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    • Mine just gives me the figurative finger. It’s actually pretty damned eloquent.

      However, your Honor, I’d like to raise an objection. We got broken being active. Mostly horses for me. For Garry, it was all the things he did while working. If we had sat around being careful, we’d ALL be in better shape. We are paying for the grave sin of getting too much healthy exercise? You really can’t win, you know?

      Liked by 1 person

      • I don’t think we’re paying. When I couldn’t walk because of my hip and I was in terrible pain and teaching, one of my students — who, like me, liked running trails — looked at me very worried one day. “Professor,” he said, “I need to know. Was it worth it?” I actually got misty; I hadn’t thought of it that way at all, and suddenly, for me, it was all OK. I said, “Yes. I wouldn’t change a minute.” ❤ But nothing is free, not even life's rollercoaster.

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  3. I love your sense of humour about the changes you’re going through. Best possible option is positive attitude and to laugh, and you have both in spades. Loved this! I know, I’m with you every “tremulous” step of the way.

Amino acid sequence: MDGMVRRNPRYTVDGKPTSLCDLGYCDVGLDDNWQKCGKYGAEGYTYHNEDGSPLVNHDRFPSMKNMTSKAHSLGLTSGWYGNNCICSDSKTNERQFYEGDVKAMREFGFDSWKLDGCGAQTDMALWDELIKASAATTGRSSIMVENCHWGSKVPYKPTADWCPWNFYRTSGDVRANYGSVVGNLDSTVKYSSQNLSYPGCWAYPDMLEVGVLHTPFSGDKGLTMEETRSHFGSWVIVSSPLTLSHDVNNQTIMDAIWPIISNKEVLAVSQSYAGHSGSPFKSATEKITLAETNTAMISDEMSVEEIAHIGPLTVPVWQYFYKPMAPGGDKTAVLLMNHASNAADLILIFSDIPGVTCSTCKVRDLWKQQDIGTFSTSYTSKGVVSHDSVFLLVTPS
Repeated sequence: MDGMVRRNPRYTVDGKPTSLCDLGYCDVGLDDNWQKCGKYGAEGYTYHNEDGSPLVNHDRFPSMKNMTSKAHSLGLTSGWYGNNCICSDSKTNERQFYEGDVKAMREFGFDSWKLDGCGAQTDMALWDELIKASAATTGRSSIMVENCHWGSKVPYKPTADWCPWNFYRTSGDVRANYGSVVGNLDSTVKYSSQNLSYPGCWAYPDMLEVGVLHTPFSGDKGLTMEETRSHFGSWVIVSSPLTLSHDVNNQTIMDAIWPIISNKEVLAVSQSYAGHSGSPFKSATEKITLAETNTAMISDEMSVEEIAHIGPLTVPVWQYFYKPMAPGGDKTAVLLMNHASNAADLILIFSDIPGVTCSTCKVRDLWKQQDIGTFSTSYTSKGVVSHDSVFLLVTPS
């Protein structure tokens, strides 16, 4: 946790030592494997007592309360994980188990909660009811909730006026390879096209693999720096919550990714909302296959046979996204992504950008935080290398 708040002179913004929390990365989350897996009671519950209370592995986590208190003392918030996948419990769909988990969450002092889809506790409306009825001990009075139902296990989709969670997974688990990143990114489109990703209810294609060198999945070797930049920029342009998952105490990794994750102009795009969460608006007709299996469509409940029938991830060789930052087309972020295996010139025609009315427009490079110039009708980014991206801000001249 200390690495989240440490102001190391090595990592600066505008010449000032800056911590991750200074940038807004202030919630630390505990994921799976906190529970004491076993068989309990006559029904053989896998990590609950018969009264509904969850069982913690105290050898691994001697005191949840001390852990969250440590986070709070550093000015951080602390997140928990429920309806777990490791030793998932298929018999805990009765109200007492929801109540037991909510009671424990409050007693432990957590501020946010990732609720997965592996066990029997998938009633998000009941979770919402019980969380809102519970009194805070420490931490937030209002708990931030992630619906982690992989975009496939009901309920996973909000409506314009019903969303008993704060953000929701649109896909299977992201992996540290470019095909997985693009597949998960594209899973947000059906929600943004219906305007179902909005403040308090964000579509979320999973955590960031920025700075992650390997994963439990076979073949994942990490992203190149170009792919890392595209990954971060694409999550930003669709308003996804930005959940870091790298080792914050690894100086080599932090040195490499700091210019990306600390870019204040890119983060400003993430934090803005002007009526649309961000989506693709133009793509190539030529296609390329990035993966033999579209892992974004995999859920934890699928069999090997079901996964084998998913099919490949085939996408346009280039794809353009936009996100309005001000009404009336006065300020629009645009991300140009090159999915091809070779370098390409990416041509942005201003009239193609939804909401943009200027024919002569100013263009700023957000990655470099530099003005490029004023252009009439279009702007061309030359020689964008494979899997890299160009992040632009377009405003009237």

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      • Yes, I know this well. All it can do is lessen the moment and those to come. I find personally humour and good music help. That’s about it as what is, is. It can’t be changed much unfortunately.

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          • I know that one exceedingly well. I wrote about a chair I was sitting in crashing to the floor. I did something to my back and have been in excrutiating pain for months. They did a CT scan but lost the results. They gave me morphine and something else, which I won’t take. Walking is unbearable, as is sitting, standing, and laying down far worse. I empathize completely.

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            • Morphine makes me sick, literally sick, as do all its derivatives. But demerol works ok. It’s not as strong as many other recipes, but it blunts the pain. I can’t take NSAAIDs, and Tylenol is not a real hard hitter in the pain department, but I need something, preferably a real anti-inflammatory, not just a pain killer. I just fuse into a solid painful lump. I take antacids to tolerate the anti-inflammatory. Not optimum, but I have a good doctor and we try to find the best combination with the fewest side effects — for me. It’s really complicated.

              On a day like today, it’s also exhausting. Especially because I’m really really really careful about how much I take of anything. It’s not even fear of addiction or overdose. It’s because if you take the largest dose, eventually the largest dose won’t be enough and you’ll need more … but more is dangerous.